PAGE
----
Once the words are spelled correctly and the sentences are constructed properly, it's time to focus on the overall structure of the page. Ideas should flow logically from one paragraph to the next. Later topics should build on earlier topics without going on tangents or requiring prerequisite knowledge that has never been discussed. The page should be broken down into sections and subsections, and maybe use some templates and tables to include additional information.
Consistent Style
Consistent style is the next step in page development. The page should not just be technically correct in spelling and grammar, or written with good paragraph and section structure. The page must be written in a consistent voice that properly accounts for the target audience. Wikijunior books for children should be written with high-energy and child-friendly vocabulary. Books for students, adults or professionals should all be written accordingly. To achieve this, the authors of a page should probably be familiar with pages like Wikibooks:Reading Levels.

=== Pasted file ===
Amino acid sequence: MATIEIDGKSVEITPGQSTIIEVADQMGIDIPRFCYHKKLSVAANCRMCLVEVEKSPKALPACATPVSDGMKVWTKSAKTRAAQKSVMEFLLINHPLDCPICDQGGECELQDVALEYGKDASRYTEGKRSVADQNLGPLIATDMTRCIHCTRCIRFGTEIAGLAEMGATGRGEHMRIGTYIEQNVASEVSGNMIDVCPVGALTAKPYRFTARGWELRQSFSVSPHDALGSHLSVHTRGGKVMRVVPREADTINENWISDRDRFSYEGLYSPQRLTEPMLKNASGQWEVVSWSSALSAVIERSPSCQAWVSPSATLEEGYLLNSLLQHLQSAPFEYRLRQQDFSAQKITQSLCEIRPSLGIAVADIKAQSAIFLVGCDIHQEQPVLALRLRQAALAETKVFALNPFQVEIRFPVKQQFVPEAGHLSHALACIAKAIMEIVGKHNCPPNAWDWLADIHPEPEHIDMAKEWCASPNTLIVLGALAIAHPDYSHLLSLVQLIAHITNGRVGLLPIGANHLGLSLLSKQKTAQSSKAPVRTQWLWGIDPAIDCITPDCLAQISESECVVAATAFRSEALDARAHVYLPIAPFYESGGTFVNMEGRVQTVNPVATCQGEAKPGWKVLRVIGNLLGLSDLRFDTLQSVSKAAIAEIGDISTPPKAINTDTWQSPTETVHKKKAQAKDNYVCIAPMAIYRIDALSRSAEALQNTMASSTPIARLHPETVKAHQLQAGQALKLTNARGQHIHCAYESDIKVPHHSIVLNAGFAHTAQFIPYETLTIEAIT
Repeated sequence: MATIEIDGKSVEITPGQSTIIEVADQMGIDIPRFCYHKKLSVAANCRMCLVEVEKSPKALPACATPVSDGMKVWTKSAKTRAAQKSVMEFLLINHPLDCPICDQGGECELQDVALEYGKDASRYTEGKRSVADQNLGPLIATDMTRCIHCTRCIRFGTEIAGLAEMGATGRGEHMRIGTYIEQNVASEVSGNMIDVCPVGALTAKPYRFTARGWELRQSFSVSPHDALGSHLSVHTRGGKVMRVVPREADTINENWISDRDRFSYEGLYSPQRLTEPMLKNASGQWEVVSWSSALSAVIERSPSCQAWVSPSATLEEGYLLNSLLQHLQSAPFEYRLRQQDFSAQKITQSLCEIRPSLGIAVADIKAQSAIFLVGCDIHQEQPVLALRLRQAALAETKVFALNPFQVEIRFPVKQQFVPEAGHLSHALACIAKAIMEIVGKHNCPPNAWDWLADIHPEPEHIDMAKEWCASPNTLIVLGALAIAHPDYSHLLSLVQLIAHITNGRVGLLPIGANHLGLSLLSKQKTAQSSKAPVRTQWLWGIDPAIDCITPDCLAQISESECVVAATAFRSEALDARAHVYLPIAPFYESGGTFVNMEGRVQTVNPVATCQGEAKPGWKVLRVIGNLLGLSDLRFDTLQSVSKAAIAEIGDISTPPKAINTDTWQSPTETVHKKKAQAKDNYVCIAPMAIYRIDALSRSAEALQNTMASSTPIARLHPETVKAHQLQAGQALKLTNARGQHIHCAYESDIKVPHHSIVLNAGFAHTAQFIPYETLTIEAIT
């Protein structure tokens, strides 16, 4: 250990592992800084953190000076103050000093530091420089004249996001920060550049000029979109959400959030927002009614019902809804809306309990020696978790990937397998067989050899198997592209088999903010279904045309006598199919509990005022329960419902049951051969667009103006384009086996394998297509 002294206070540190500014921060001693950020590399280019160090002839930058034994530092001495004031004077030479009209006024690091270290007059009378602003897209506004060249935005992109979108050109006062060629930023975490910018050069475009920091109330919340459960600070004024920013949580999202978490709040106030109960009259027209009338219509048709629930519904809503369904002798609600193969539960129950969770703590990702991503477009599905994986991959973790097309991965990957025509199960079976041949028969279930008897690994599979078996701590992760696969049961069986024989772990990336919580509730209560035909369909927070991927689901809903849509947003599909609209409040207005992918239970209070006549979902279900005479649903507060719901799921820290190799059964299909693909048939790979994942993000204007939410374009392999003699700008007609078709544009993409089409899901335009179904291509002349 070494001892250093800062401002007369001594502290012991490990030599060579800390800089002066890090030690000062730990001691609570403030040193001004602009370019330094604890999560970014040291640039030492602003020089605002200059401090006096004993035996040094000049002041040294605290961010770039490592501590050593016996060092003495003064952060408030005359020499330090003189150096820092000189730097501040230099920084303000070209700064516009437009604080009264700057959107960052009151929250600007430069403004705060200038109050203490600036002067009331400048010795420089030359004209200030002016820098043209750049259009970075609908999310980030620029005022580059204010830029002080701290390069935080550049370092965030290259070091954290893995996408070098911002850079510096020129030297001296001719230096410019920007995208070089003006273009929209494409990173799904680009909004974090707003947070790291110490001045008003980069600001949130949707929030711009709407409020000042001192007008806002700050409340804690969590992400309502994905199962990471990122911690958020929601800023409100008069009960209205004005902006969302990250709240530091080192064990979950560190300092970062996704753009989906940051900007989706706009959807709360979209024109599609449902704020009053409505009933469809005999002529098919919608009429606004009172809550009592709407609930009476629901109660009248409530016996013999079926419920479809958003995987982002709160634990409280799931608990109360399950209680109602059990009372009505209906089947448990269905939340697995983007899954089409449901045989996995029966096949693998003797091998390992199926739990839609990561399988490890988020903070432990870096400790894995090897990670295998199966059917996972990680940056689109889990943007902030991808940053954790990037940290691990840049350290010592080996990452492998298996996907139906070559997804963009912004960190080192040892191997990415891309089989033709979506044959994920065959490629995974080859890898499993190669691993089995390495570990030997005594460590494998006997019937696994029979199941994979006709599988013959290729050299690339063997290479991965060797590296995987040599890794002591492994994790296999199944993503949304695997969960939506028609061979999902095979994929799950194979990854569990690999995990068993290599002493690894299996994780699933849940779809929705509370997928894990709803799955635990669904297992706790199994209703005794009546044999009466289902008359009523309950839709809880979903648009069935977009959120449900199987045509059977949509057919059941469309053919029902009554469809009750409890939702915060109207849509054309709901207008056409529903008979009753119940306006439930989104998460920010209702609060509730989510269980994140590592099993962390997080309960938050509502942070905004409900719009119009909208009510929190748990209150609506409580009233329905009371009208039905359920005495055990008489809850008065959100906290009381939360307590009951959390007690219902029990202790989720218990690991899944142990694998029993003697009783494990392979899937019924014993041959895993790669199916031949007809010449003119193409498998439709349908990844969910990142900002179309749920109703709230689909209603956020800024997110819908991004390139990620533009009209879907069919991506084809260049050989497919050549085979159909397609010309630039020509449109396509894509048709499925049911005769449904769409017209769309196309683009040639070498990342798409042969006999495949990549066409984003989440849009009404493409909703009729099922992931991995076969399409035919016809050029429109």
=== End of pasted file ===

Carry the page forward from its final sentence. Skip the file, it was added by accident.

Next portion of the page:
Featured Quality
This page is not only well written, it is an example that other pages should follow. This page should be an example of good writing and good teaching by any standards.


Information is only as good as it's accuracy. If a page is well-written and has good coverage, it's still worthless if it's untrue or misleading. Wikibooks is an educational resource, and should aspire to teach accurate information to readers. The accuracy metric of a page should show how accurate and trustworthy the information on the page is, and how valuable it will be as an educational tool. Accuracy has five levels: